I was disappointed to see the news of Dreamland making 52 redundancies, plus letting go all the casual zero-hour contract workers. It was a ‘hard knock’ for the loyal, hardworking staff team, when they heard the day after the lockdown was imposed that they were going to be made redundant. Dreamland attracts 750,000 visitors per year. Without retaining staff it doesn’t seem likely that the owners of the theme park are expecting to spring back into action later this year or even early next. This will have a very negative impact on the whole of Thanet’s economy.
Our hospitality sector will struggle. Our hotels, BnB’s, restaurants, cafes, bars and shops, are not necessarily going to just bounce back.
In recent weeks, I have seen care homes and domiciliary care providers struggle to obtain absolutely vital PPE. They have struggled to get staff. They struggle to make ends meet. We have to keep our care sector going to provide much needed care, but also vital employment.
The new rules
Those who cannot work from home are now being asked to get back to work. If you are able to undertake work in a workplace that is ‘Covid secure’ and providing your travel to work can be done safely you are allowed to return. For some, this will be possible. For others, not. Those in the grey area, such as employees without childcare provision, people living with someone who is shielded and workers who aren’t in ‘Covid secure’ workplaces will need to rely on their employers being ‘reasonable’.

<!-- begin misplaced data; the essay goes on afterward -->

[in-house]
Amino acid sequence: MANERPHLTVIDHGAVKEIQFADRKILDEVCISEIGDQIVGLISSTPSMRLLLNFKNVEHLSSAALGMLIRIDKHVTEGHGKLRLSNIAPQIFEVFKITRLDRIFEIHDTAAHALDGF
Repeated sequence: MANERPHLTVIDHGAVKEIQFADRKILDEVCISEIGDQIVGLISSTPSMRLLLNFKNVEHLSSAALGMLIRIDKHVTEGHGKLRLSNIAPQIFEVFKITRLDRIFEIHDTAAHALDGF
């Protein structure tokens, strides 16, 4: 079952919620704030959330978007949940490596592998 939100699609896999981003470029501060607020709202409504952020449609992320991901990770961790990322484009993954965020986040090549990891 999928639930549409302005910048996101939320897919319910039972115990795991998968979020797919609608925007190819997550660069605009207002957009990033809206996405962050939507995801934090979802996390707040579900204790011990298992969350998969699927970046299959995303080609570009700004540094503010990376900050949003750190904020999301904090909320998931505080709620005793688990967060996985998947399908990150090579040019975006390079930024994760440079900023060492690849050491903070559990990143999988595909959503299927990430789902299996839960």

Legalisation is in place to ensure your health and safety at work. In particular, Section 44 of the Employment Rights Act 1996, provides workers with the right not to be ‘victimised, disciplined or to receive any ‘detriment’ (i.e. loss of pay), if the worker has a strong reason to believe their workplace is unsafe and therefore refuse’s to enter it. My advice is to contact your your union rep, if you have one, about any concerns. If you don’t have one or you’re not in a union, please join one! Search “Join a union” and look for the link to the TUC website.
Planning for the future
I’m mindful of the need to plan ahead. If we can aim to keep our businesses open, plan our tourism offer and extend it so it’s essentially year-round, we’ll be doing really well. Doing so will help protect our existing local jobs including those in the public sector.